The SHAKER LAKES in Shaker and CLEVELAND HTS. are part of the Doan Brook Watershed. The 2 lakes were created in the mid-19th century by the NORTH UNION SHAKER COMMUNITY. By damming DOAN BROOK, the Shakers provided waterpower for a woolen mill at Upper Lake (also known today as Horseshoe Lake) and a sawmill and gristmill at Lower Lake. The colony leased its lands in 1889 to the Shaker Hts. Land Co., a Buffalo real estate syndicate headed by H. W. Gratwick, and merged with another Shaker colony. Realizing that the new Rockefeller Parkway (see ROCKEFELLER PARK) would make its property more accessible, the Shaker Hts. Land Co. in 1895 donated 279 acres, including the upper Doan Brook Valley and both lakes, to the City of Cleveland, stipulating that the land be used "for park purposes only." Landscape architect Ernest W. Bowditch laid out winding roads following the terrain, the lakes were rebuilt, and the Shaker buildings were demolished. In 1913 he Shaker Hts. Land Co. conveyed to the Van Sweringen Co. such reversionary interests as it had in the parklands. In 1947 Cleveland leased the parklands to the cities of SHAKER HTS. and Cleveland Heights, which agreed to occupy, use, and at its own expense improve and maintain what had become known as Shaker Hts. Park. The lease was last renewed in 1990 for a period of 50 years. The Shaker Lakes were threatened in the 1960s by the construction of I-290 (the Clark Freeway), but the highway was never built. In 1974 a symposium was held on the water quality of the Shaker Lakes and Doan Brook, but pollution of the watershed was problematic and in subsequent years  sedimentation also became an issue.  By the late 2010s, the state of the dam at Horseshoe Lake had deteriorated to the point where the lake was drained for safety purposes.   After a great deal of contention between local citizens and the Cleveland Regional Sewer District it was decided in 2022 that the dam would be removed rather than replaced and the brook above it returned to natural channels.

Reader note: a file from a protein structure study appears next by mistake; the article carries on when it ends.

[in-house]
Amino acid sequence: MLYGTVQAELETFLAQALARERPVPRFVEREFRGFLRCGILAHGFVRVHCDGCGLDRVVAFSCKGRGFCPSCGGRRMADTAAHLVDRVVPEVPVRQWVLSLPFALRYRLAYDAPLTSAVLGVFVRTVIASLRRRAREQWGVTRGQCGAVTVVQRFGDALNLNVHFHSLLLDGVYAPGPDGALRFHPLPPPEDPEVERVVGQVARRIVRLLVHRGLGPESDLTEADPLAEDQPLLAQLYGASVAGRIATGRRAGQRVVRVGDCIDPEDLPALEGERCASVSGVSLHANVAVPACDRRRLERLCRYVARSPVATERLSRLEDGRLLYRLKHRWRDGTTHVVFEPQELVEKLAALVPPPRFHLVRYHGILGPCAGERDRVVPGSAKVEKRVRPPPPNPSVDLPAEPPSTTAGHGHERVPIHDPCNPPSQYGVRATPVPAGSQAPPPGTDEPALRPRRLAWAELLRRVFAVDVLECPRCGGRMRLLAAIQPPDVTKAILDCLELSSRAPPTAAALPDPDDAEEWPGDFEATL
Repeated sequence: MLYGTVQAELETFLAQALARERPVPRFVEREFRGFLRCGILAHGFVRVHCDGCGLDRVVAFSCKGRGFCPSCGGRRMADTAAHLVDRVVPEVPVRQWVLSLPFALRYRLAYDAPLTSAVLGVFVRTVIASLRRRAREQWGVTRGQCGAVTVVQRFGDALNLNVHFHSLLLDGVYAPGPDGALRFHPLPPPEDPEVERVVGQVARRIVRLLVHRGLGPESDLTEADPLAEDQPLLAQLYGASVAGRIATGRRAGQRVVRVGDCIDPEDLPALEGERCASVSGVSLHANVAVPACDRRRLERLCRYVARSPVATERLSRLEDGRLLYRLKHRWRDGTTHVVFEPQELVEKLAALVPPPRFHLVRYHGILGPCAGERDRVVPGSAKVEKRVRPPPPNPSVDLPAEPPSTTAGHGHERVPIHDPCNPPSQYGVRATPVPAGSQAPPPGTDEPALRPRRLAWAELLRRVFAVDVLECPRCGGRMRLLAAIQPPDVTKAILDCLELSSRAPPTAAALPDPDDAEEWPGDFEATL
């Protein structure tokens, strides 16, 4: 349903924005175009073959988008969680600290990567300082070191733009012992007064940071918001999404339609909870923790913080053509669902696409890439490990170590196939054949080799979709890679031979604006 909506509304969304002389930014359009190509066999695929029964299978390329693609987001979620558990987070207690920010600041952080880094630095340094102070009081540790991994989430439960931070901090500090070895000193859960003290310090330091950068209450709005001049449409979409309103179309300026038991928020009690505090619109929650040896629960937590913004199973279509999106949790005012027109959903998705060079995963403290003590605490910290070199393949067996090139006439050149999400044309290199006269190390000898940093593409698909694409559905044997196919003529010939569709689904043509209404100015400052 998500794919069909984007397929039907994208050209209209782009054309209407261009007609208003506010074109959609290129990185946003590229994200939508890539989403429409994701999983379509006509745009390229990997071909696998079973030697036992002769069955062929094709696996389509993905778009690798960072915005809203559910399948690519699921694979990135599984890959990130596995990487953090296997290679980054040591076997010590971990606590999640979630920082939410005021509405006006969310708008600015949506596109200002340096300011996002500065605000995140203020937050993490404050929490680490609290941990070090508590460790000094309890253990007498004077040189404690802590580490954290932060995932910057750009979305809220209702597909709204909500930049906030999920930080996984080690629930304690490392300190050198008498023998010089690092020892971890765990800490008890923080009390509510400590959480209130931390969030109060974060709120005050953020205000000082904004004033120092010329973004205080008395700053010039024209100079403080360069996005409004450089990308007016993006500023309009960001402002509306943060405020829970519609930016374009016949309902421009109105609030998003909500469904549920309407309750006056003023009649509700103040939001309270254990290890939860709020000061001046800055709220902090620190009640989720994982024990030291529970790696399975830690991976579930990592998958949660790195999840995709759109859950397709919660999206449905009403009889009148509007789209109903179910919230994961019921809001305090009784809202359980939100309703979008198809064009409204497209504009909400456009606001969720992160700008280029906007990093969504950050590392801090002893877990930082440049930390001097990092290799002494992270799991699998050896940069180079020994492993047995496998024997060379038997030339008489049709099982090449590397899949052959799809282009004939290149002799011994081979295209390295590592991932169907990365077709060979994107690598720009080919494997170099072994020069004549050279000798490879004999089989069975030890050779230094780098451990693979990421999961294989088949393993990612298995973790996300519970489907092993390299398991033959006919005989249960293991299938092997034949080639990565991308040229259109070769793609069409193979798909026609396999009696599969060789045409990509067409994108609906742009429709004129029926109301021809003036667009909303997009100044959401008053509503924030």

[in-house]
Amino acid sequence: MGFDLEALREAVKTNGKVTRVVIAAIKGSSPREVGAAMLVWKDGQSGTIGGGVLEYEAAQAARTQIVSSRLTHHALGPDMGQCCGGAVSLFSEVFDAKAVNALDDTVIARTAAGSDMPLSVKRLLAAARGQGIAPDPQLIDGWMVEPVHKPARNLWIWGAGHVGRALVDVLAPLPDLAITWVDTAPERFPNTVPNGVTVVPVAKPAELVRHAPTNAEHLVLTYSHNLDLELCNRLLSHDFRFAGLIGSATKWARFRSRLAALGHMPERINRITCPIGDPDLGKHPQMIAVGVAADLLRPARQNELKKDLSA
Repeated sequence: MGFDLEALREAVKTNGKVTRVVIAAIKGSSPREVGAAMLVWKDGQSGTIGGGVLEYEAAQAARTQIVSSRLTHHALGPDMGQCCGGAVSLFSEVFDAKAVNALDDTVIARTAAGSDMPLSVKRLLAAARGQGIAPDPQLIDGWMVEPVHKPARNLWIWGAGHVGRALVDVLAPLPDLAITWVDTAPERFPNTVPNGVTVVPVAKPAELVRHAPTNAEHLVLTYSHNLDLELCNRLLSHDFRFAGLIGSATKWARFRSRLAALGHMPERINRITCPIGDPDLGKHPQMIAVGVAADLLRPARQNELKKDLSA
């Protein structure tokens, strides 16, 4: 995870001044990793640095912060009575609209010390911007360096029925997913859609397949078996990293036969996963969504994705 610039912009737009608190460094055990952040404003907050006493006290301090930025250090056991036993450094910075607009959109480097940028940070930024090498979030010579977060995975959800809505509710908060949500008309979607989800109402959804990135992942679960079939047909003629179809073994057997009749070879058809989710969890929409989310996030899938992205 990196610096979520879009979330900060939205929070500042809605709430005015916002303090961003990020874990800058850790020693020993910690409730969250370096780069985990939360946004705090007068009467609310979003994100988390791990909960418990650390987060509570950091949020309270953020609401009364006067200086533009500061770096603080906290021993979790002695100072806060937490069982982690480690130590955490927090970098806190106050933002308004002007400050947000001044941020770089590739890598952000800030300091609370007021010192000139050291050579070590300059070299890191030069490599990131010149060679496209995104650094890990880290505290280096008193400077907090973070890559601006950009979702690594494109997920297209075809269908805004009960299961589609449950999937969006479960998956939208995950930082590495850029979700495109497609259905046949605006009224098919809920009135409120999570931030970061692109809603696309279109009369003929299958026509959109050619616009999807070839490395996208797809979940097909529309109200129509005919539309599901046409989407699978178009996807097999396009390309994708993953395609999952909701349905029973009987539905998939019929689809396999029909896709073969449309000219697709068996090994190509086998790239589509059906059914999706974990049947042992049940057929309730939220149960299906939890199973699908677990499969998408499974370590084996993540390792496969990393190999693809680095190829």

The Shaker Lakes, together with the Nature Center at Shaker Lakes at 2600 S. Park Blvd., have been designated a National.Environmental Education Landmark.

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